The kids’ artwork is hung on lower fences along the street, while the banners are hung on the storefronts. According to Mavilia, they have been receiving positive feedback from residents about the banners. 

(Courtesy of Carol Lacks)

“They enjoy it and find it uplifting — some people find it calming or consoling. They also say that it makes the neighborhood look more alive, and not an abandoned neighborhood,” Mavilia said. “Sometimes we will walk by and see people taking selfies in front of the banners, and it’s just great to see it.” 

Although the outdoor exhibition has been a success, Lacks said they are unsure about whether they will continue hanging the artwork in the future, due to the fact that stores could possibly be rented. 

“It’s really up in the air to what’s going up in the world and what’s going on in Metropolitan Avenue,” Lacks said. “We are hopeful that the stores are rented, because it means the community is back and growing, and people wouldn’t need the comfort of the banners as much also.” 

According to Brad Marshall, who has been a working artist his entire life, many artists suffered a great deal in the past year losing their livelihood. For this year’s outdoor exhibition, Marshall’s painting — the skybridge that was disabled by Madison Park — is accompanied by a song lyric from “Don’t Wait Too Long” by Irving Berlin.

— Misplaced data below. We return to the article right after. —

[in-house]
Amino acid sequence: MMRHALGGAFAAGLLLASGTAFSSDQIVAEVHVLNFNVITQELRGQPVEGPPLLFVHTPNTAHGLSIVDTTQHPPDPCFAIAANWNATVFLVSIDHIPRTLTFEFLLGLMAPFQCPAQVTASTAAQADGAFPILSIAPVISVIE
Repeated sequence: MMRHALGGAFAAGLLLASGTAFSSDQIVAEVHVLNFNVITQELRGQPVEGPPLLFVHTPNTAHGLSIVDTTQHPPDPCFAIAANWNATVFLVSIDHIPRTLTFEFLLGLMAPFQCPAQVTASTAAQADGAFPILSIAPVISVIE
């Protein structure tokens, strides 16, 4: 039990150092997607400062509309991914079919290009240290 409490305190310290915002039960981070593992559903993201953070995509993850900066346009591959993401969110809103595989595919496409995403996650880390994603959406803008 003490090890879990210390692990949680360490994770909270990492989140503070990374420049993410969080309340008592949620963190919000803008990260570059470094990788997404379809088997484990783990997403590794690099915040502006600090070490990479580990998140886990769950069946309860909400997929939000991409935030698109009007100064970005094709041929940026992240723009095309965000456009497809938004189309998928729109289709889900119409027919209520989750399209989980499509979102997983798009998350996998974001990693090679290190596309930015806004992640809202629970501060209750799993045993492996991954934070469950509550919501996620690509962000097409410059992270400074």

Kew Gardens artist Brad Marshall and his oil on canvas painting, “Sky Bridge.” (Courtesy of Marshall)

“You couldn’t perform and for visual artists like me, no one could go into the galleries,” Marshall said. “Sometimes people react, saying why are you spending money on art? But then again, when people bypass public art, it makes the environment so much better. It’s important to have artwork around to support artists.”